Cemeteries and churchyards

“No, they just have simple crosses,” he explains.

Even though I spend the next few minutes trying to dispel this myth, it is to no avail.

“No, we have graves like these,” I say, continuing, “but most are not quite so elaborate.” I’m talking about “in the UK”, of course. But he’s seen the films. He knows how they are.

“Yes, they are more simple.” He tells his cousin we have simple crosses.

Eventually, I give up. It’s not really important anyway.

The cemetery is huge. I mean really huge. Stretching out in all directions. I think: you could get lost in here. But, as with all churchyards and cemeteries, it has a kind of peace and tranquility that I like.

I still find Italian cemeteries strange. Italians (a lot of them) live in flats. When they die, a lot of them seem to be interred (rather than buried) in a flat equivalent. Blocks of tombs, stacked up to 4 high with, maybe, another 4 on top. They look similar to blocks of flats. These blocks surround, what I would call, normal graves – as in, plots where people are buried in the ground.

Most burials/interments have a “headstone” on which there is a photograph. I ask F if it’s normal to have a photograph on the gravestone. F says that it is. For people that they know, they touch the photograph and then bring the fingers to the lips in a sort of kiss, sometimes followed with a crossing (as Catholics do in church). I explain to F that we just don’t do the photograph thing (or, rather, we didn’t – but I don’t live there any more).

He explains to his cousin that our burial places are around the church. They (Italians) never do this. I try to explain that we, too, have cemeteries in addition to graveyards. Again, it falls on deaf ears. They talk about the fact that they would like their ashes to be scattered. I ask if it’s legal to do that here. Apparently not but F would like his scattered on the sea anyway.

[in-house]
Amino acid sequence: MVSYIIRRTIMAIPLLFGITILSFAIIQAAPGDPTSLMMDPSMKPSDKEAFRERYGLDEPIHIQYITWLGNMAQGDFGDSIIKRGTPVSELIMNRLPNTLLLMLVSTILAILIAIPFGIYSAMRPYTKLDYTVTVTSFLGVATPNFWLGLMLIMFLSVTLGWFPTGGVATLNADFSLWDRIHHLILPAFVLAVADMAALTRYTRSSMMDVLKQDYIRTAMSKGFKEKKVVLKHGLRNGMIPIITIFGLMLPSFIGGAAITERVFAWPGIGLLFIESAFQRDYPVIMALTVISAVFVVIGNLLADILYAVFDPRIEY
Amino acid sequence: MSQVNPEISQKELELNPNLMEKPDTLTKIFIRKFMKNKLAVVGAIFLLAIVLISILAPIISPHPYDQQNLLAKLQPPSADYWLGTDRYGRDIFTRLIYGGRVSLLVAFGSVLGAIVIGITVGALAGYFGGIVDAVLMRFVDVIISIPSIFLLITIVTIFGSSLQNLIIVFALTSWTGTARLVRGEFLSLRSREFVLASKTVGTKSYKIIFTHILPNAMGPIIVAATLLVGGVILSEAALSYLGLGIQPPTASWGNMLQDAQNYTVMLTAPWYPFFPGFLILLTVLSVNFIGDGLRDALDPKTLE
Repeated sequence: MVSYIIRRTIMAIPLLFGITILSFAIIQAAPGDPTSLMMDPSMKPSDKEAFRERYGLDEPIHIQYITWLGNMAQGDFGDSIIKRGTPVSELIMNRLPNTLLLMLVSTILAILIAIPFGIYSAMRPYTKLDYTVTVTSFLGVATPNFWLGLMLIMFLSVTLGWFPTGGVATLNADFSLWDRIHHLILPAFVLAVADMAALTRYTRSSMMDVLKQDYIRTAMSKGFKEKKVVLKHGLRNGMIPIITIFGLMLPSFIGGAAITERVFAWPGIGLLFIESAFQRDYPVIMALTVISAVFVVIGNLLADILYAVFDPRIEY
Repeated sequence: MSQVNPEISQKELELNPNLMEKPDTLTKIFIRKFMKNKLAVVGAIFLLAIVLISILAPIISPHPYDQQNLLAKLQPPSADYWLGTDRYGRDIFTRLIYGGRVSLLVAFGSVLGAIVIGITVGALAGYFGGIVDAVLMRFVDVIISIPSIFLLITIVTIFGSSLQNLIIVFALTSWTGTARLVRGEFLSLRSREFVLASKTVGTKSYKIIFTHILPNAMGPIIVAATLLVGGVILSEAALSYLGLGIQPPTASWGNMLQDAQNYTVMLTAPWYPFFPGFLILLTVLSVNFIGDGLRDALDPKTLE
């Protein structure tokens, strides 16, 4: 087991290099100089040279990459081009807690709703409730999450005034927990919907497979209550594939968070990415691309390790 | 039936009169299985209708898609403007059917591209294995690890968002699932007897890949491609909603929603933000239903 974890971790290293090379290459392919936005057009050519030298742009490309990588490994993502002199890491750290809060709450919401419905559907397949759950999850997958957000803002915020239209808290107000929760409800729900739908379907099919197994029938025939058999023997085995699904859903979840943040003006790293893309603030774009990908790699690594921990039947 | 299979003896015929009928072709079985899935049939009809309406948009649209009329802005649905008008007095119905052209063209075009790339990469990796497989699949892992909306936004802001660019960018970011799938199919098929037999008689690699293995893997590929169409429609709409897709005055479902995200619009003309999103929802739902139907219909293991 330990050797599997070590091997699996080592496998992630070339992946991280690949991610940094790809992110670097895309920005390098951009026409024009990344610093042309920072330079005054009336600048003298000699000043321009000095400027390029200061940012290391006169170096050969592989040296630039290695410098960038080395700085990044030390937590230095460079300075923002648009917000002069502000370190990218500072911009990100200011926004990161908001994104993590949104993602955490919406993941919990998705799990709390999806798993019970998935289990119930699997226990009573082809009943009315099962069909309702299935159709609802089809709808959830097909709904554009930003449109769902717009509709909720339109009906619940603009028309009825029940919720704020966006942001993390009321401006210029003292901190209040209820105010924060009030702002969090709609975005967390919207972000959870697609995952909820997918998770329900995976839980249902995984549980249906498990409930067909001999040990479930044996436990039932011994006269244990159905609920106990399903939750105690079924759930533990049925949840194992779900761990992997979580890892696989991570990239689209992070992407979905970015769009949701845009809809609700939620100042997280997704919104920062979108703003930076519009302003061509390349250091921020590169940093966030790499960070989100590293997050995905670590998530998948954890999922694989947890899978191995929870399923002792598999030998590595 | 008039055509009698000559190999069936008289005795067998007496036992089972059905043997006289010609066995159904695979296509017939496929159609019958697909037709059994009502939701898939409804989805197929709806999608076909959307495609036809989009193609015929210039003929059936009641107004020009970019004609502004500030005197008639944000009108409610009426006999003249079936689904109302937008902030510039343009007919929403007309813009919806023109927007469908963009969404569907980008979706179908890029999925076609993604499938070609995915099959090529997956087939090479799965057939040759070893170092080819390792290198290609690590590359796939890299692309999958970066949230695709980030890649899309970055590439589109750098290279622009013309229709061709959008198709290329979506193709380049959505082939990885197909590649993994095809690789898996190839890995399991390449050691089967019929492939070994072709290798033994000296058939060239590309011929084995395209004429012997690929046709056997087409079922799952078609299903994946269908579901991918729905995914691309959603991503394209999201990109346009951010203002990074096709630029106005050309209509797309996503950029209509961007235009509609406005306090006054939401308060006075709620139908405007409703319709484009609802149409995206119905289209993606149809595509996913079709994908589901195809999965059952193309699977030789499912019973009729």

We’re visiting the place where his Aunt was buried the other week. With his cousin and uncle. F spots graves/tombs where the person lived to 100. Apparently, F’s uncle says that “she should have lived to be 100.” He doesn’t show emotion. It’s these little things that show how much he misses her. It makes you really feel for him. Of course, they are all suffering. It’s the living who suffer after someone dies, after all. They’re the ones who are left behind; who have to continue with life.

The next day, we go round to the uncle’s place for lunch. F says it will be strange without her. And it was. I could picture her sitting at the table in her usual place (when we went round) and she’s not even my aunt – so I guess it’s really hard for all of them. She was/is missed. After the lunch, whilst they are cleaning up, there is a discussion between the uncle and the cousin. The cousin wants him to come to her house for lunch the next day. Because of her husband’s work, they eat at 12.30. The uncle says he doesn’t want to come and he will eat here because a) he can eat when he wants and b) because he can “talk” to his wife. She thinks this is stupid. F doesn’t really agree and tells her. I don’t really agree either – but it was only explained to me after we had left.

Still, I understand the uncle. She hasn’t left the house yet. That takes time. She may not be physically present but she is a presence, still, within that house. You feel like, at any moment, she could walk through from the kitchen. He’s trying to keep everything exactly the same as it was when she was there. I think I would do the same. Although, I’m not sure I would be as good at it as he is.

F’s cousin worries about the food. She doesn’t think she is so good as her mum. Her Dad said, the other day, that she was just as good. It’s different, but she is.

She really wanted F to come down and you could tell that she was really happy that he was there. But this is quite stressful for F. We don’t normally go down between the end of September and April. They ask, as we leave, when we’ll be back. F doesn’t want to commit. It’s a pressure on him. It stresses him out. He says we won’t be back next weekend for sure as he wants to finish the house. Which is another pressure on him. Of course, this is really “made up” pressure – but I’ve been there and I know what this is like.

When we arrive home, around half six, he says he’s tired and he has had a headache since the previous day. I tell him to go and lie down and not to worry as I’ll do the washing. After all, it was no rest or relaxation for him, going down. He goes to lie down and, within half an hour, he’s asleep. He sleeps almost all the way through until I get up – nearly 12 hours. That’s how I know how difficult this weekend has been for him.

Still, the carpenter is coming tomorrow to do stuff in the flat (fit new cupboards, put up rails, etc.) We’re getting there, slowly. F is going to IKEA today to get some more stuff. He will be happier when the flat is in better order, for sure.

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